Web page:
Groucho's working the interrogation rooms at Gitmo these days, I feel it in my bones.

So I've made progress. I actually sang for my father. He remembered the song, but not the composer. And he still loves me, despite the singing. I love calling him "Raul Stanati." It is a dashing, swarthy, romantic name for my dashing, swarthy romantic father. Who could indeed have been played by late, wonderful actor Raul Julia.

You will understand why "Alan Turista" would not have done at all.

Has there been equivalent progress in resolving the psychoanalytic transference ?

I would like to be able to say Him ? Oh, he went right off the deep end. A sad case. Or, Recovered memories ? Of alien abductions ? Isn't a psychiatrist supposed to make people less crazy ?

But if I said that he might not love me anymore.

So, to preserve that imagined love and approbation, I find myself entertaining the notion that people are brought up beams of light into spaceships. By little gray aliens. Who probe them and impregnate them. On some alternate, spiritual plane of reality. To warn us all of impending ecological armageddon.

Oh, dear.

I loved and love The Alienist. He was a wonderful doctor. Kind, respectful, attentive, faithful, insightful. Being in psychoanalysis with him was a transformative event in my life. But, gosh.

Well, maybe it's all metaphor, interpretable in the same way a dream is. Just a latter day just-as-implausible alternative to Freud's poles and holes and castration anxiety. Just a different schema, language.

Signs are arbitrary, right ? And the author, that disreputable Mr Kurtz behind the oz screen, he's dead, isn't he ? And the self is a fiction, easily deconstructable ? Tout comprendre c'est tout pardonner ? The rain in spain ? A painted rice cake ? Daddy, headshrink, guru, pope !

Who wrote that song ?

I'll never know. It's a lovely tune. Simple, plaintive, slightly melancholy.

I sit alone in a waystation.

Did we dream it ?

Sunday, March 14, 2004

From the Bullpit

The rhetoric sharpens. The archbishop declines to meet with gay Catholics, then appeals for charity in a Globe op ed piece. Charity for whom, one wonders, suspecting he means for Catholics in their avowed and doctrinal objection to homosexuality. A group of black Protestant clergy sniff: Do not call your struggle one for "civil rights." We suffered more than you did. Gays must not wed. The Bible says so.

Outside the state house the placards grow more stridently Phelpsian, the appeals grow more blatantly evangelical and fundamentalist. Let there be no further doubt that this anti-gay marriage constitutional effort is an attempt to write sectarian Christianity into civil law. To make me subject to the stipulations of doctrine that I reject.

The latest rhetorical gambit is to invoke Sweden. To correllate gay marriages with a plethora of supposed social ills. The old post hoc propter hoc fallacy. One might just as well correllate herring consumption with divorce rate. The intellectual dishonesty is staggering. Or, more charitably, the stupidity is staggering.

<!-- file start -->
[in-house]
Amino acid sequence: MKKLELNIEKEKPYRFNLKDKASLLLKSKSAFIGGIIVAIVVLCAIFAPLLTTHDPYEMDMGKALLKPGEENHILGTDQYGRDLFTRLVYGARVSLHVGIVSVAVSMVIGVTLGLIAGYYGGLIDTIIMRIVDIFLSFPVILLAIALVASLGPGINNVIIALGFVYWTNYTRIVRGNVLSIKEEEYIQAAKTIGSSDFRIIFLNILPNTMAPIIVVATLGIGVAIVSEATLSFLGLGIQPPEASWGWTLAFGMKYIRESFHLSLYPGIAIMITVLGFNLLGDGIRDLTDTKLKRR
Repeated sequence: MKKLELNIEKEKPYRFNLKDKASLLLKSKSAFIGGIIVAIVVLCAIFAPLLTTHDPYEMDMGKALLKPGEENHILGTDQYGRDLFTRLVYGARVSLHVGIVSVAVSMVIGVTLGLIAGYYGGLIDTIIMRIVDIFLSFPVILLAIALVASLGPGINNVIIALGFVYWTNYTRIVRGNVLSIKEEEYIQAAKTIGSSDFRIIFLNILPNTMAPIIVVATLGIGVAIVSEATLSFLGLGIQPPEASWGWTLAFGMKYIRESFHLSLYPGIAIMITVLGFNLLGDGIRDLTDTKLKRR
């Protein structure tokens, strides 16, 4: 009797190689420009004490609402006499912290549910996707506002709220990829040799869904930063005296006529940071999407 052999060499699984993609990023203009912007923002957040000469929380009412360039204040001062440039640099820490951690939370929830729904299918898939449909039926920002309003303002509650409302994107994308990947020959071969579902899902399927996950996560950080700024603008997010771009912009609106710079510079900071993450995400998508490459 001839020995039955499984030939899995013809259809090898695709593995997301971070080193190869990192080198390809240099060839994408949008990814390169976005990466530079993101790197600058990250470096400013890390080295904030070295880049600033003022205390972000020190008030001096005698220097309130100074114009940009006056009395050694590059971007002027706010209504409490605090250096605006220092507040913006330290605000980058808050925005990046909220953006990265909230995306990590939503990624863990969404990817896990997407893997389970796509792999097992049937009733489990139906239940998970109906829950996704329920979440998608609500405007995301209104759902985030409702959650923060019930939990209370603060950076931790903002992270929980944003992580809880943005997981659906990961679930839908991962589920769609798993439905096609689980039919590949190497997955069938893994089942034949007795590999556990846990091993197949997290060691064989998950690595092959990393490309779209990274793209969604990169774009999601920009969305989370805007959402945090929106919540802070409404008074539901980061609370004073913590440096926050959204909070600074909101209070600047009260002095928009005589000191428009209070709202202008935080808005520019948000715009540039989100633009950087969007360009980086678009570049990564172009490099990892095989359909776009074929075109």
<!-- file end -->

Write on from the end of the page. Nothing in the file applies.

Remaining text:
Inside the state house the attempts to compromise with social justice produce a convoluted mess of legal text and political strategy -- an amendment that says: marriage must be between a man and a woman. Gays shall have a "civil union" that confers the same rights and responsibilities.

Separate and probably not equal.

Governor Romney, AKA the Mitthead, looking more like J.R. Bob Dobbs by the minute,

vows to appeal to the Supreme Court to postpone the May 17th deadline for allowing gay marriage, and, eye on the White House, hints at other imperial tactics up his sleeve.

We can only hope that, eventually, we will be snapping our fingers to some latter day Mingus' Fables of Faubus-like tune -- Myths of Mitt perhaps ? -- appalled at the bitter, destructive prejudices of a backward age.

Saturday, March 13, 2004

The Little Match Girl

The image is bathetic: the little motherless girl, a rag-clad match-seller, crouched in a snowy midnight alleyway on New Year's Eve. Her shoes -- her dead mother's over-large and dilapidated slippers -- fell off as she ran from a speeding carriage, and and a taunting boy has stolen them. She is wretchedly cold and barefoot. If she goes home her father will beat her: she has not sold her quota of matches. In the bright windows along the street are festive tableaux. The smell of holiday food is in the air.

Desperate, she strikes her matches for warmth. At the heart of each flame, she hallucinates scenes from which she is excluded: a warm, bright room, a roaring fire in the hearth; a table set with wonderful food; a magnificent Christmas tree strung with beautiful lights. Scenes of hearth and home, of family, safety, conviviality and celebration. She is the ultimate outsider, the excluded one, the invisible one.